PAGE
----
From Ann Coulter's February 24 syndicated column:
Right now, Americans are hopping mad, swinging a stick and hoping to hit anyone who so much as thinks about nationalizing health care.
If they could, Americans would cut the power to the Capitol, throw everyone out and try to deport them. (Whereas I say: Anyone in Washington, D.C., who can produce an original copy of a valid U.S. birth certificate should be allowed to stay.)
Sean Hannity is not terribly interested in telling his Fox News viewers the truth, as his track record all too amply demonstrates. So, it's no surprise that Hannity would twist the words of Jimmy Carter in order to portray President Obama as weak.
On his February 24 show, Hannity asserted that Carter is "fuming" that a Foreign Policy magazine article made comparisons between Carter and Obama. Apparently, Hannity insisted, "President Obama has made such a mess that even Jimmy Carter is now distancing himself from the president."
Except that's not what happened at all. Carter was, in fact, complaining about Foreign Policy's attempt to paint Obama as "a new Jimmy Carter" as a symbol of Obama's supposed "weakness and indecision." At no point did Carter distance himself from Obama. His complaint was joined by a letter from Carter's national security adviser, Zbigniew Brzezinski, making a similar argument.
Hannity has a tired Obama-bashing script he must adhere to, no matter what -- and he's certainly not going to let the facts get in his way.
From the February 24 edition of Fox News' The O'Reilly Factor:
It is this sort of extremist rhetoric that drove 80 advertisers from Beck's show last year. They decided they didn't want to be associated with Beck and his comments, and pulled their ads in response. Ever since, Beck's commercial breaks have consisted of ads for gold, "As Seen on TV"-type products, conservative organizations seeking a friendly audience and other Newscorp subsidiaries, along with an inordinate number of Fox News promos.
And yet, Visa has advertised on Beck's last two Fox News programs. Visa must be aware of this year-long advertiser boycott, so we have no choice but to assume that the company wishes to be associated with the following Beck comments:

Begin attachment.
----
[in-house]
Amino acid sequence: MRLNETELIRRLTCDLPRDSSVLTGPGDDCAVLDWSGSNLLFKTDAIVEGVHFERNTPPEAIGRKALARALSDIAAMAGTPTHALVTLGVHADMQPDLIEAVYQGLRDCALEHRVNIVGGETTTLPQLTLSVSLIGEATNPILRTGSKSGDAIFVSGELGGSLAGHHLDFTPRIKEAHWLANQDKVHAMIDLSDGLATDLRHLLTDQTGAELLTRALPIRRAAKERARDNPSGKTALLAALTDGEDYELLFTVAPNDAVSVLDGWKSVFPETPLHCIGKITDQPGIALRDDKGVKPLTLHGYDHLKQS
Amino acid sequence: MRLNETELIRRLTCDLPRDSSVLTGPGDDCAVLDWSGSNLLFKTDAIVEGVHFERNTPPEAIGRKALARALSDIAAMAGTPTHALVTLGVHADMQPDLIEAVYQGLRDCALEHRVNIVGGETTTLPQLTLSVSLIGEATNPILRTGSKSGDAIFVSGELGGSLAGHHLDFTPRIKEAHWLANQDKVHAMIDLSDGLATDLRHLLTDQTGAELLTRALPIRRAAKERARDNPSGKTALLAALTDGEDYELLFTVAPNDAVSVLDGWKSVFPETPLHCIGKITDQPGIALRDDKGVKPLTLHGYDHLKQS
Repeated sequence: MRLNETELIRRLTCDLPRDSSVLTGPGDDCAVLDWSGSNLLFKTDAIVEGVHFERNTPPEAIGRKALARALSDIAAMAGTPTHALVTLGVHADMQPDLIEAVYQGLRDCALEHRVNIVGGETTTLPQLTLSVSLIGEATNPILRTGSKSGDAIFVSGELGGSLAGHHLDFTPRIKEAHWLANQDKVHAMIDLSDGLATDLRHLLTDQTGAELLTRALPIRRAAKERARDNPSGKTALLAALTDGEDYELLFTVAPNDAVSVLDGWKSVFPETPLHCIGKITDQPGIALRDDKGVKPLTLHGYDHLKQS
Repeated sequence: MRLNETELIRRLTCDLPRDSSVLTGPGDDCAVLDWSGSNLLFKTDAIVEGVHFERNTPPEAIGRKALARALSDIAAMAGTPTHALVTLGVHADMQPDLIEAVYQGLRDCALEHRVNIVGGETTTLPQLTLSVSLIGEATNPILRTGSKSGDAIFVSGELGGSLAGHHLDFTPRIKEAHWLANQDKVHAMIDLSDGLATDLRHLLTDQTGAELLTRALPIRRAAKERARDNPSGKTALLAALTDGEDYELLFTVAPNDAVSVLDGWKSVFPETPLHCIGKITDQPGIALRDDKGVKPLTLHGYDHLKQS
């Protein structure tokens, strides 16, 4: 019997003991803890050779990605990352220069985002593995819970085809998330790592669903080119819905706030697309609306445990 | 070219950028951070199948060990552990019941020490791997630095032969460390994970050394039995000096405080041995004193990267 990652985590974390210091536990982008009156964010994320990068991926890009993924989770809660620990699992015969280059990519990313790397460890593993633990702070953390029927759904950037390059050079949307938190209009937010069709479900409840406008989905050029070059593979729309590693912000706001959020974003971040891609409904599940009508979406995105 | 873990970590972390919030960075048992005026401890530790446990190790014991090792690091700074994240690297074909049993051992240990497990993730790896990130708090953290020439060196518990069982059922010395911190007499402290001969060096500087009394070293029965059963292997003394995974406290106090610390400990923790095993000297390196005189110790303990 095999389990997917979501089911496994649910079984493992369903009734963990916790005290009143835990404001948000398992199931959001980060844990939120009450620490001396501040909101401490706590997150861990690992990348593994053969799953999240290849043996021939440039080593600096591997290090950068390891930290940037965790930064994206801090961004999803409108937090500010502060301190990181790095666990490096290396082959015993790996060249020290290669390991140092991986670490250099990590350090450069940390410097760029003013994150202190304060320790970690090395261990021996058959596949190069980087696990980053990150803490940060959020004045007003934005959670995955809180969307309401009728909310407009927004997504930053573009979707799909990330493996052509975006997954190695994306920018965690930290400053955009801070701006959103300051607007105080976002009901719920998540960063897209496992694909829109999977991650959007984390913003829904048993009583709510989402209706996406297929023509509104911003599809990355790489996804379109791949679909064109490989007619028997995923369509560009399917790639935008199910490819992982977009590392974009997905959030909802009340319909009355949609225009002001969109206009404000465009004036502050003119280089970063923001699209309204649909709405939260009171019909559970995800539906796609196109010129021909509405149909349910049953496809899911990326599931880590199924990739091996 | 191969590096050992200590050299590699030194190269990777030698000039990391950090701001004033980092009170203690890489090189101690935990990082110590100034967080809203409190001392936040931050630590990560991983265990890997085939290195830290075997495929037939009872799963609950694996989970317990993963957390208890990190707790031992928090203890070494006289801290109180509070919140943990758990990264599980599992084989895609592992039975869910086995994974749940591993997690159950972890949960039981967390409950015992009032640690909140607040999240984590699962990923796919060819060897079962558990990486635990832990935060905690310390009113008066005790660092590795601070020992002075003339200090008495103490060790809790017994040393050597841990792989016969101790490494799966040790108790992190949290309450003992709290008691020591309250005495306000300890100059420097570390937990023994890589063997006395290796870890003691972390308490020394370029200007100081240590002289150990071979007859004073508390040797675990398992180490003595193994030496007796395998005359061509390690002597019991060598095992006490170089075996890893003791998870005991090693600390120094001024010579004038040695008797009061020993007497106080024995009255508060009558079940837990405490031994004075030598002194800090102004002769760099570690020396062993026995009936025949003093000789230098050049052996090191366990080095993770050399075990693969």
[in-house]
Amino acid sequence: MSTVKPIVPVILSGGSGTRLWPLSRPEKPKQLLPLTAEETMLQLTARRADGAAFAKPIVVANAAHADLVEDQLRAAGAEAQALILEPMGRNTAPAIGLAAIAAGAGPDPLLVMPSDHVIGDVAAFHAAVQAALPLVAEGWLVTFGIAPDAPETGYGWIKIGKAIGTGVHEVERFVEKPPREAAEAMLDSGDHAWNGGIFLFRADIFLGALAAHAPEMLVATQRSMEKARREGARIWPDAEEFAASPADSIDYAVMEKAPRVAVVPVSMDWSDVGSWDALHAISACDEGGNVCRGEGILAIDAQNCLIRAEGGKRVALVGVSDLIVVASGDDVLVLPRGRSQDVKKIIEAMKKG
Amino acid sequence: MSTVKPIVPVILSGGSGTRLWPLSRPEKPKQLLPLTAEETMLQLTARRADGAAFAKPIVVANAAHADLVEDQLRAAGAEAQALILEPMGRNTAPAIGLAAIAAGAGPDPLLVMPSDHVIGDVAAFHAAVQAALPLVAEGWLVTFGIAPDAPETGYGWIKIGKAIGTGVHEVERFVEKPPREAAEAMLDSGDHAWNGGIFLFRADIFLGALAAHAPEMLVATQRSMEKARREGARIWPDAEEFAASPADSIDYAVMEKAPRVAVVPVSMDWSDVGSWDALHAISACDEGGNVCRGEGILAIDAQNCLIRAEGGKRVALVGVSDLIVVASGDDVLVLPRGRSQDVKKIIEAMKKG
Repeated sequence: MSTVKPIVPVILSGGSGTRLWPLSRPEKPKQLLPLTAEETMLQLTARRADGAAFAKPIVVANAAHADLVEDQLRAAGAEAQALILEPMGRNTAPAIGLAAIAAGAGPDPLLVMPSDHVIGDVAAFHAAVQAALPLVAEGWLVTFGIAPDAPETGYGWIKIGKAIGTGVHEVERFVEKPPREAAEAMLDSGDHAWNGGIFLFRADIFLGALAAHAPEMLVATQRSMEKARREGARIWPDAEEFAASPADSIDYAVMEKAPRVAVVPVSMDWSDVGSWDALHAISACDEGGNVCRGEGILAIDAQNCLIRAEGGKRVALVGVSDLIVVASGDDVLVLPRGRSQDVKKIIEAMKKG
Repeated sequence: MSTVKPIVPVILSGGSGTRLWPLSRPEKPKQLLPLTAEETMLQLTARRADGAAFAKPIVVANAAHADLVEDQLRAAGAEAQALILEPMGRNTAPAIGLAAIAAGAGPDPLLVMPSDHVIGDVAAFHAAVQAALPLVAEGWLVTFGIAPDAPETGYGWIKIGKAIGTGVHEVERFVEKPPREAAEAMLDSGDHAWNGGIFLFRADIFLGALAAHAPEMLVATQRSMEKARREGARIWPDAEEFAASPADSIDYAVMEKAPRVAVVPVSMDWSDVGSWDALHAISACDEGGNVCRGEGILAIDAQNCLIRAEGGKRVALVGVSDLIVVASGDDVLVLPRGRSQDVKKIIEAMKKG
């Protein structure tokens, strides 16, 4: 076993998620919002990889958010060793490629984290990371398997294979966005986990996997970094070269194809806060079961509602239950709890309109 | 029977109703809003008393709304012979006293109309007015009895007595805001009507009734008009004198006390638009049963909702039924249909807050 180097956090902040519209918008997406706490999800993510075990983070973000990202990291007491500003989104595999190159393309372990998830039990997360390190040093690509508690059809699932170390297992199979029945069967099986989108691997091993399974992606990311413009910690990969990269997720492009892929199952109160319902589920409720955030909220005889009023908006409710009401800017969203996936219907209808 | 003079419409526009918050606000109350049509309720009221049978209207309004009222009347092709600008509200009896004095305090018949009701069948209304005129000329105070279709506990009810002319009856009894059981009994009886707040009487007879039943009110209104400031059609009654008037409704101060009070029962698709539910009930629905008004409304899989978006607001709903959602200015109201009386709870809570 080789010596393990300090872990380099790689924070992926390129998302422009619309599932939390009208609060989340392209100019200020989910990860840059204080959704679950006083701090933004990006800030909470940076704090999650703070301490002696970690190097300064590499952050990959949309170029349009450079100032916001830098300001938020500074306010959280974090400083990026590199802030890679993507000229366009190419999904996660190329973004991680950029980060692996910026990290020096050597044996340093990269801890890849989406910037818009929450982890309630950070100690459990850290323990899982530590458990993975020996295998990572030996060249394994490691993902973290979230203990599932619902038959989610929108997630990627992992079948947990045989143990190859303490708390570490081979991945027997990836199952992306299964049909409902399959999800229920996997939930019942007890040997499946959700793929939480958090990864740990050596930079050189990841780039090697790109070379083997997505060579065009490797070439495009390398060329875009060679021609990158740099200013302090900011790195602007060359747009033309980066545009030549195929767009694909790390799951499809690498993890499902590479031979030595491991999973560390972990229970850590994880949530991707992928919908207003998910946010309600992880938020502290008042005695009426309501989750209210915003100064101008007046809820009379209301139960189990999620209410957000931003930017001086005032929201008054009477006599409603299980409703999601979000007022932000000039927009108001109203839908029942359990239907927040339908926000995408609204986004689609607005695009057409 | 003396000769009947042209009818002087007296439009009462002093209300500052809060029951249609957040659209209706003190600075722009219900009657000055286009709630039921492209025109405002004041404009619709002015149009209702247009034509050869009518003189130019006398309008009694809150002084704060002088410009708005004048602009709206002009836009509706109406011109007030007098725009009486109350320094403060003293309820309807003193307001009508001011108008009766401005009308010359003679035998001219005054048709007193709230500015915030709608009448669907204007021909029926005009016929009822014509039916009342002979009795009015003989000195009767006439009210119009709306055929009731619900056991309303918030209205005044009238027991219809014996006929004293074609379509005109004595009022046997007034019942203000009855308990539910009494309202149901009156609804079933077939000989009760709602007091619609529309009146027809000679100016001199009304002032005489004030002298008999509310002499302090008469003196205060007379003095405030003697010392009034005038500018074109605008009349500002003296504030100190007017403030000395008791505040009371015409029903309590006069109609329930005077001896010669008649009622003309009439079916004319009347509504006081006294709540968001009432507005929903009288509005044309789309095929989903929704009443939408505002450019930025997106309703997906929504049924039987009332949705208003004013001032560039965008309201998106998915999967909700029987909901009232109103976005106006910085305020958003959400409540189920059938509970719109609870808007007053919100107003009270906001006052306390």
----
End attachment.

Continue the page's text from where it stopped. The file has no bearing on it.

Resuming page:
At least 80 advertisers have reportedly dropped their ads from Glenn Beck's Fox News program since he called President Obama a "racist" who has a "deep-seated hatred for white people." Here are his February 24 sponsors, in the order they appeared:
It snowed in Moscow -- Moscow, mind you, not Havana -- and so National Review's Greg Pollowitz was compelled to make a crack about global warming:
I can only assume conservative journalists are compelled to take some sort of oath never to let facts or science get in the way of a bad joke.
UPDATE: A reminder:
Bill Hemmer, the anchor of Fox News' America's Newsroom, claims in a TVNewser interview that Fox News' "opinion" programs don't bleed into his "news" program:
TVNEWSER: The evening opinion hosts get a lot of press and a lot of attention ... I'm kind of wondering, do you think that there's any sort of effect on the news reporters and anchors?
HEMMER: I hope not. You wonder if some of that bleeds over into other areas. In our case, it does not. On our broadcast, with Martha MacCallum and me, we shoot it down the middle at 9am and for the next several hours after that.
From the Media Matters archive of America's Newsroom:
And finally, a picture example of America's Newsroom shooting "it down the middle":
Fellow Fox "straight news" anchor Jon Scott -- when he's not cut and pasting GOP research as own or repeating fake stories that have already been retracted -- has also defended the integrity of the channel's news hours.
UPDATE: Seriously, where would anyone get the idea that the "opinion" shows bleed into the "news" programs?
(3/13/09; 1/12/09; 2/2/09; 3/13/09; 6/9/09)